Because we have mannequins . . . why doesn’t really matter, I am faced with an opportunity. In the past few weeks, they have made their way out of the basement, where they have been standing/lounging, as if at a supermodel party for numerous years, to the backyard where they are standing in as our version of yard art/scarecrows. We are passing them on and I decided they need to be put to work, after so many years of rent-free living, before that could happen.
Mannequins make excellent models, no complaining, no funny faces or accidental shut eyes, but are a bit “one note” as far as expressions go. Our backyard is the location and an exercise in depth of field the first job. Setting my f-stop to 4, I shot this:
I am happy with the blurring of the background achieved and how it makes him stand out but some times you want to see the background so I set the f-stop to 16:
I like the depth of field in this one and how in focus she is, although he is a bit out of focus. Next, I tried a different set-up and an f-stop of 22:
I was very happy with the focus of all three subjects and the surroundings even the wires (they add an urban feel). The f-stop controls the opening in the camera allowing in more or less light and it also controls the depth of field. A larger opening, achieved by using a lower numbered f-stop, produces a shallow depth of field, where the background will be blurry and almost velvety. Conversely, a smaller opening, using a higher numbered f-stop, produces a deep field of vision, obtaining focus in subjects both close and farther away from the camera. Face into the sun and f-stop back to 4, she shines like the supermodel she is:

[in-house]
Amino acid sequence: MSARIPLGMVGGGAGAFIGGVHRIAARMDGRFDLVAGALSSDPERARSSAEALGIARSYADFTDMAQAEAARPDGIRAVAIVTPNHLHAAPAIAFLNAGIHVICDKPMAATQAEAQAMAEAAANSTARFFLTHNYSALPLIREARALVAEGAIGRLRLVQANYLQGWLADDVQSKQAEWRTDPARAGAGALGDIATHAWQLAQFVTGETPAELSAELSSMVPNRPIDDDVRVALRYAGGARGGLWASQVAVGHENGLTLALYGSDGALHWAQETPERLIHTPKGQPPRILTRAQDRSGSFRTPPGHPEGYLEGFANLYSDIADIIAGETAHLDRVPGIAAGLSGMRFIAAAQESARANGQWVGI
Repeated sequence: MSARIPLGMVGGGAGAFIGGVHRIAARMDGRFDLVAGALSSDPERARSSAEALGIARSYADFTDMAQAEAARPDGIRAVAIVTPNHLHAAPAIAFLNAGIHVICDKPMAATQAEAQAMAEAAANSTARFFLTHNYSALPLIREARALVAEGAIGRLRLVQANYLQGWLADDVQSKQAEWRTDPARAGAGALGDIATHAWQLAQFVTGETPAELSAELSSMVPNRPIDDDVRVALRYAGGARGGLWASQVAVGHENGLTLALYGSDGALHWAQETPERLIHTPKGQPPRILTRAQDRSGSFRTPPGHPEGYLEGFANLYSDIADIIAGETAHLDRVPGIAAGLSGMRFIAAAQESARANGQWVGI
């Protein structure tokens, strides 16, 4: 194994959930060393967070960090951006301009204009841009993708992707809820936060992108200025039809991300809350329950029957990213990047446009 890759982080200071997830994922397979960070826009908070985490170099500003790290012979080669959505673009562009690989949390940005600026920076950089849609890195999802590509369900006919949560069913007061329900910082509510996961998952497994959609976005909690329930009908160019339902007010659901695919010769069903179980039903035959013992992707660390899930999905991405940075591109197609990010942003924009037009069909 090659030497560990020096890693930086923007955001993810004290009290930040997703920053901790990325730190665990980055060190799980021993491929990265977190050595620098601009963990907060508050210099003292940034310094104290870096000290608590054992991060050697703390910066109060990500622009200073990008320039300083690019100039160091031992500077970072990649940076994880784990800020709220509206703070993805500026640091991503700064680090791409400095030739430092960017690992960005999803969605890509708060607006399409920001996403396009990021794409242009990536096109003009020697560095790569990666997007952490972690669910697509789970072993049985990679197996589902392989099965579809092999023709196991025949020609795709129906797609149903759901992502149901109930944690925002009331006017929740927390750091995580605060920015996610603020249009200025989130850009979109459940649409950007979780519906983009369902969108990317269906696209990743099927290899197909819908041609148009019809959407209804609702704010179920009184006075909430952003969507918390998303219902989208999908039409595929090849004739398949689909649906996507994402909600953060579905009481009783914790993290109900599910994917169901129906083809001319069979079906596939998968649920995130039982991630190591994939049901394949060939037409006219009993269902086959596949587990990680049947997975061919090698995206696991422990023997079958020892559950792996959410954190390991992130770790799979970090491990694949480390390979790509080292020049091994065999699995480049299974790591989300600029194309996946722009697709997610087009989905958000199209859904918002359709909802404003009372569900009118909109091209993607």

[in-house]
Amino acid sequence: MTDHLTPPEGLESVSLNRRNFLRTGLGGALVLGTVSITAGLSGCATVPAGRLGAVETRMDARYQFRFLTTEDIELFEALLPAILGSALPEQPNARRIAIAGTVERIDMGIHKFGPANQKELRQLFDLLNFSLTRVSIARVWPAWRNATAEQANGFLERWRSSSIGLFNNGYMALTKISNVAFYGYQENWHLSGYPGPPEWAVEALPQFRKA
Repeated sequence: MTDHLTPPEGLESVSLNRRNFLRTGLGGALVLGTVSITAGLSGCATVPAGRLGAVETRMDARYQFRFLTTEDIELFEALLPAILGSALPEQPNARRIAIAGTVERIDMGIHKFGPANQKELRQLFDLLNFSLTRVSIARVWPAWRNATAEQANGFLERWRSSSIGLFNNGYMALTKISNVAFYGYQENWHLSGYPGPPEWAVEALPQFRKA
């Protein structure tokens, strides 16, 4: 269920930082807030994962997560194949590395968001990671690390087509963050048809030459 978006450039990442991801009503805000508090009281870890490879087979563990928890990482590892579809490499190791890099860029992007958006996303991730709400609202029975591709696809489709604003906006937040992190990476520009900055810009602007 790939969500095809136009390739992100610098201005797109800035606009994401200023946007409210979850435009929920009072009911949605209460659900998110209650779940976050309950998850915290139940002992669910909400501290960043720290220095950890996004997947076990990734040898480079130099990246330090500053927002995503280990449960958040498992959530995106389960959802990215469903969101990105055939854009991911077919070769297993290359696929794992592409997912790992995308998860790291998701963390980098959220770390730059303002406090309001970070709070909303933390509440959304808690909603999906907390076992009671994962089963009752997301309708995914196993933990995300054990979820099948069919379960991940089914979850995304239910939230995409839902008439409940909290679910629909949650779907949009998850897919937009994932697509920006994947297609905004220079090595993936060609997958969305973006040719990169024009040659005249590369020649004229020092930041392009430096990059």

Next, it was his turn:
How many models will stay still for a spider on their nose? After that, the fun really began. Time to put them to work in the yard,
Disaffected? Yes. Yet will do anything asked of them. . .
Their dreamy aura inspired this pose:
Lastly, the American Gothic painting by Grant Wood comes to my mind while gazing at these two. A modern take on a classic:
I bid adieu to “Adam and Eve”, it was fun knowing you!